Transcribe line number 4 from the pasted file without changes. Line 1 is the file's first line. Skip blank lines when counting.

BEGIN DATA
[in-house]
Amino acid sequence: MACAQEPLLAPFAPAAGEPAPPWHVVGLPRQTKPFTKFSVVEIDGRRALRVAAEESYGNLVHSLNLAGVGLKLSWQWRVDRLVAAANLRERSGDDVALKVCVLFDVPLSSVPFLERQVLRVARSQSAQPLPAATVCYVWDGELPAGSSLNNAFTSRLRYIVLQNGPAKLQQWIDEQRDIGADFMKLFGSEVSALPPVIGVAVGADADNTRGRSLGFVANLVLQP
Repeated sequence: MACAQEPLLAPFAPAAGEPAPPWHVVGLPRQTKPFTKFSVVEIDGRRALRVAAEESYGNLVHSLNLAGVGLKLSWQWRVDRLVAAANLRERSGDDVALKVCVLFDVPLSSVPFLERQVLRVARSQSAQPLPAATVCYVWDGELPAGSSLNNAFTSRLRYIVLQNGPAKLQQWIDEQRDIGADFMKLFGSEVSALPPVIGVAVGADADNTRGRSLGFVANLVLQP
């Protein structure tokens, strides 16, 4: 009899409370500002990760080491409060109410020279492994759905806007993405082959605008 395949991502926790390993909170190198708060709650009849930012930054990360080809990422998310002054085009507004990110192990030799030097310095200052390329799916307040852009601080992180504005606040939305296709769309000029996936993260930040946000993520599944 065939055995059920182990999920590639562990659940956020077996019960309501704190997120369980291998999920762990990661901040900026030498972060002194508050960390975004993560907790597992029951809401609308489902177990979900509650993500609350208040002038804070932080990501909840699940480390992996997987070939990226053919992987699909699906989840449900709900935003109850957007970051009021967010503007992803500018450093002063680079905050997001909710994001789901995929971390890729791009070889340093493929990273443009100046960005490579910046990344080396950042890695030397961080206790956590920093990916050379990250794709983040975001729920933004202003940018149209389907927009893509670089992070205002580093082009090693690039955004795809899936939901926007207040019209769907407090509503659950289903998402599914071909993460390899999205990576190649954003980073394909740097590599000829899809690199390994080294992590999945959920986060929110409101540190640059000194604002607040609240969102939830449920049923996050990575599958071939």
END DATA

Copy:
């Protein structure tokens, strides 16, 4: 009899409370500002990760080491409060109410020279492994759905806007993405082959605008 395949991502926790390993909170190198708060709650009849930012930054990360080809990422998310002054085009507004990110192990030799030097310095200052390329799916307040852009601080992180504005606040939305296709769309000029996936993260930040946000993520599944 065939055995059920182990999920590639562990659940956020077996019960309501704190997120369980291998999920762990990661901040900026030498972060002194508050960390975004993560907790597992029951809401609308489902177990979900509650993500609350208040002038804070932080990501909840699940480390992996997987070939990226053919992987699909699906989840449900709900935003109850957007970051009021967010503007992803500018450093002063680079905050997001909710994001789901995929971390890729791009070889340093493929990273443009100046960005490579910046990344080396950042890695030397961080206790956590920093990916050379990250794709983040975001729920933004202003940018149209389907927009893509670089992070205002580093082009090693690039955004795809899936939901926007207040019209769907407090509503659950289903998402599914071909993460390899999205990576190649954003980073394909740097590599000829899809690199390994080294992590999945959920986060929110409101540190640059000194604002607040609240969102939830449920049923996050990575599958071939």